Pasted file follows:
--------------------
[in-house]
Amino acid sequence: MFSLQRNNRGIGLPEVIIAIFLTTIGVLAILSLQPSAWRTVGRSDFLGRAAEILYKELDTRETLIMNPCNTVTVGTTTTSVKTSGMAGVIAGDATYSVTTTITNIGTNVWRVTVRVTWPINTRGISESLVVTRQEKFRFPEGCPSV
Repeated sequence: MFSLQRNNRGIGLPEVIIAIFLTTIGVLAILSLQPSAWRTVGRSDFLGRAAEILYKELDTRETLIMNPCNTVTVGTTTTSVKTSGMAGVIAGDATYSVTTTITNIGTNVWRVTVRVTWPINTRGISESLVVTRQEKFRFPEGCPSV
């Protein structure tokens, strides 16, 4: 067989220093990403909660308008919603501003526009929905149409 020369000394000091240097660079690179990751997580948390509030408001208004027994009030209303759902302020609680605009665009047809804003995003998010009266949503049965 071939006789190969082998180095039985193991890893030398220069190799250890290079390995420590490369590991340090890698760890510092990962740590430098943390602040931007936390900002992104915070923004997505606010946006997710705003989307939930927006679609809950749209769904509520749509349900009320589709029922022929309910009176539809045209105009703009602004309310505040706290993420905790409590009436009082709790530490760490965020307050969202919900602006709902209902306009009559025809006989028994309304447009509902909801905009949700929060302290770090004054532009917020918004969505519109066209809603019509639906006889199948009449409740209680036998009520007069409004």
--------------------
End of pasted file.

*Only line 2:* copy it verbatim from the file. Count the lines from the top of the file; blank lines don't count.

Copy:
Amino acid sequence: MFSLQRNNRGIGLPEVIIAIFLTTIGVLAILSLQPSAWRTVGRSDFLGRAAEILYKELDTRETLIMNPCNTVTVGTTTTSVKTSGMAGVIAGDATYSVTTTITNIGTNVWRVTVRVTWPINTRGISESLVVTRQEKFRFPEGCPSV